By Alexander Jusdanis
By Alexander Jusdanis
Rabat – The recent terrorist attacks in Spain and Finland, committed by two groups of Moroccan expats, have unleashed a flurry of op-eds searching for the link between Morocco and the acts of violence.
But while some journalists continue to paint the kingdom as the “heartland of global terrorism,” the Washington Institute says that the notable number of Moroccan-origin terrorists in fact demonstrates the country’s marked success at fighting domestic extremism.
In a report entitled ‘Terrorism in Europe: The Moroccan Connection’, the Washington D.C.-based think-tank explores the prevalence of Moroccans in recent terrorist attacks, seeking to debunk the common argument that the kingdom has become a “breeding ground for jihadists.” On the contrary, they recommend that the United States and Europe “draw lessons from Morocco’s overarching success at preventing terrorism at home.”
The institute notes that all 18 suspects in the two attacks were Moroccan-born or of Moroccan descent, with the exception of one from the Spanish enclave of Melilla, while the recent attacks in Paris and Brussels also involved Moroccan networks.
However, this may not be entirely surprising, as Spain enjoys a population of about 800,000 first- or second-generation Moroccan immigrants, with nearly a fourth of these living near Barcelona. (Spain’s total population is around 47 million.) The Moroccan diaspora in Europe is in general quite large, with 7 million having settled throughout the continent, out of a home-country population of 36 million.
The authors make a point to note that the “overwhelming majority” of this diaspora “are settled, law-abiding, employed, and official immigrants.” So what has turned an exceptional minority to extremist violence?
As the Barcelona attackers were “relatively well integrated” in Spain and were apparently not economically marginalized, the authors instead identify “ideology” as the driving force behind their violence. The authors point to the Moroccan-born imam Abdelabki Essaty, who reportedly inspired the perpetrators and had ties with the Islamic State (ISIS).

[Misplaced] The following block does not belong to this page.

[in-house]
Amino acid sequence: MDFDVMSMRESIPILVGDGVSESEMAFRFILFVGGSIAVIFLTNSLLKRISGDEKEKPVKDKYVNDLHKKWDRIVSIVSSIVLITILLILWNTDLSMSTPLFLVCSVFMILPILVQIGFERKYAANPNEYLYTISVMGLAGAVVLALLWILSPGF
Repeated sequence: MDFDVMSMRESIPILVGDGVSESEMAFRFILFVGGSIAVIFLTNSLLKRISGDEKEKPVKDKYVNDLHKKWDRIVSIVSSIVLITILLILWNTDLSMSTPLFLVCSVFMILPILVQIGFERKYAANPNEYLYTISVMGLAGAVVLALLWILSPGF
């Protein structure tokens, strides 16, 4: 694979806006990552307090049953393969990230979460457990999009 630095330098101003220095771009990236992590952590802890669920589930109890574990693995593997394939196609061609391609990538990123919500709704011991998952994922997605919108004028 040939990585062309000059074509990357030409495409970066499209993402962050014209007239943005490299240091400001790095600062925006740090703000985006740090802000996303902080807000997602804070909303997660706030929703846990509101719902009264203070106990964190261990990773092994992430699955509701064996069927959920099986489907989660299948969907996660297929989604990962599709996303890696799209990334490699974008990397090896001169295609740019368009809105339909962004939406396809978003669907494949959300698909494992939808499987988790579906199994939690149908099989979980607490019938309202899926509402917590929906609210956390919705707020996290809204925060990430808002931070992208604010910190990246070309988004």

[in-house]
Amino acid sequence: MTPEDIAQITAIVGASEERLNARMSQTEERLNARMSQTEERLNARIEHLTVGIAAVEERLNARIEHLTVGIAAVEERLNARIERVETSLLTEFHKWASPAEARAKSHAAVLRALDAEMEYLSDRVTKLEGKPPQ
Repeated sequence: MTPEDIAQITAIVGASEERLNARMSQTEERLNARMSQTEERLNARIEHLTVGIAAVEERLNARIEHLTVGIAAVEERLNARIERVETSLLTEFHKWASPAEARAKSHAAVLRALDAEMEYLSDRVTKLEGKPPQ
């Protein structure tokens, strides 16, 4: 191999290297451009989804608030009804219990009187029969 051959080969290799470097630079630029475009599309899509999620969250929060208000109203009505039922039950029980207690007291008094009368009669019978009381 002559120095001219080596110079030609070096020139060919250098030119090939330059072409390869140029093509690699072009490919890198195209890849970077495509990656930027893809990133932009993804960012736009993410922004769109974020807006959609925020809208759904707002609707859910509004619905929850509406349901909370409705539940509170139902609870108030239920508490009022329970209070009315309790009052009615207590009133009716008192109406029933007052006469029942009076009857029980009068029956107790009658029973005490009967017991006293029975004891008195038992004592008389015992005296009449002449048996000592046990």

(The authors admit that the Finland attacks were carried out by “underemployed, transient, unsuccessful asylum seekers or petty criminals,” but do not take the country into account in their analysis.)
Extremism Squelched in the Homeland
This extremist ideology, according to the think tank, may have gained strength in Europe partly because it has not been allowed to flourish in Morocco.
Since the 2003 suicide bombings in Casablanca, in which 12 bombers killed 33 people, “the monarchy has devoted considerable resources to countering extremism at home, implementing a mix of robust – at times controversial – security measures and educational initiatives aimed at pushing back against violent Islamism,” says the report.
In particular, legislation passed in the aftermath of the bombings allowed the state to significantly expand its counter-terrorism strategy. The kingdom has employed a mixture of tight security measures, in-depth intelligence gathering, and religious reforms.
The latler in particular has led the government to invest large amounts of funds into imam-training facilities promoting a “moderate Islam” among Moroccan, West African, and European religious students (though critics have questioned whether this policy only serves to further alienate marginalized populations).
Further, the think-tank notes that Morocco has taken steps to prevent homecoming Moroccan ISIS fighters, recently the topic of a controversial article by The Guardian, from making an impact. According to the Washington Institute, if any of the estimated 1,500 soldiers of Moroccan origin try to head back from Syria or Libya, they will meet with “heavy weapons, antiaircraft guns, and rocket launchers” along the Algerian border.
While the report mentions that human rights groups have criticized elements of Morocco’s rigorous security approach for giving the state too much power in identifying and punishing suspected terrorists, the authors nonetheless see the strategy as having successfully prevented a Barcelona, a Paris, or a Brussels from happening in the kingdom.
As a result, they write, “the small proportion of Moroccans inclined in that direction have evidently sought sanctuary abroad; others may have become radicalizing in their adopted European homes, rather than importing the ideology from Morocco.”
In the wake of this apparent success, the authors recommend that the United States “encourage even closer intelligence and security cooperation between Morocco and all Washington’s European allies,” including by filling the still-empty ambassadorial post in Rabat.
Further, experts from the US, Europe, and within Morocco should look to the kingdom’s counter-terror approach for “potential antidotes to extremism exportable beyond Morocco’s borders.”